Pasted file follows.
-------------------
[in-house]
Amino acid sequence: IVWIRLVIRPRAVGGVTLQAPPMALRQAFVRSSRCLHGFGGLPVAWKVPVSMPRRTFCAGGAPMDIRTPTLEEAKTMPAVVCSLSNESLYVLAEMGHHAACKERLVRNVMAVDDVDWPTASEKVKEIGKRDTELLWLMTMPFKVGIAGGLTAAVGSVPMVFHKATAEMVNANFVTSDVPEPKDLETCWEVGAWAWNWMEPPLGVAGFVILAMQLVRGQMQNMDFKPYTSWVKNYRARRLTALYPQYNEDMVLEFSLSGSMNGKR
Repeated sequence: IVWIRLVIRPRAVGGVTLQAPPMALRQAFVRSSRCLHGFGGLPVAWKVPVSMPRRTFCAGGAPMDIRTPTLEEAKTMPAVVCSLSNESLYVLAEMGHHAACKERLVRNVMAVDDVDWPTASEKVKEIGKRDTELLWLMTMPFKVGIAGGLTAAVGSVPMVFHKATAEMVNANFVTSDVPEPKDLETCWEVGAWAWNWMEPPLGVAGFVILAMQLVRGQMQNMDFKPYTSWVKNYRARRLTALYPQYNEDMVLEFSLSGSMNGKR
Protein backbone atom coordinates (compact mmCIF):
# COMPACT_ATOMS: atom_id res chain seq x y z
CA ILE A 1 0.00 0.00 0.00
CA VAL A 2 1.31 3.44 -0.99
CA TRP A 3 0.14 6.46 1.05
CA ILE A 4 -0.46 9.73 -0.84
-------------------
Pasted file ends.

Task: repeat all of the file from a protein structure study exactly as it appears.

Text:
[in-house]
Amino acid sequence: IVWIRLVIRPRAVGGVTLQAPPMALRQAFVRSSRCLHGFGGLPVAWKVPVSMPRRTFCAGGAPMDIRTPTLEEAKTMPAVVCSLSNESLYVLAEMGHHAACKERLVRNVMAVDDVDWPTASEKVKEIGKRDTELLWLMTMPFKVGIAGGLTAAVGSVPMVFHKATAEMVNANFVTSDVPEPKDLETCWEVGAWAWNWMEPPLGVAGFVILAMQLVRGQMQNMDFKPYTSWVKNYRARRLTALYPQYNEDMVLEFSLSGSMNGKR
Repeated sequence: IVWIRLVIRPRAVGGVTLQAPPMALRQAFVRSSRCLHGFGGLPVAWKVPVSMPRRTFCAGGAPMDIRTPTLEEAKTMPAVVCSLSNESLYVLAEMGHHAACKERLVRNVMAVDDVDWPTASEKVKEIGKRDTELLWLMTMPFKVGIAGGLTAAVGSVPMVFHKATAEMVNANFVTSDVPEPKDLETCWEVGAWAWNWMEPPLGVAGFVILAMQLVRGQMQNMDFKPYTSWVKNYRARRLTALYPQYNEDMVLEFSLSGSMNGKR
Protein backbone atom coordinates (compact mmCIF):
# COMPACT_ATOMS: atom_id res chain seq x y z
CA ILE A 1 0.00 0.00 0.00
CA VAL A 2 1.31 3.44 -0.99
CA TRP A 3 0.14 6.46 1.05
CA ILE A 4 -0.46 9.73 -0.84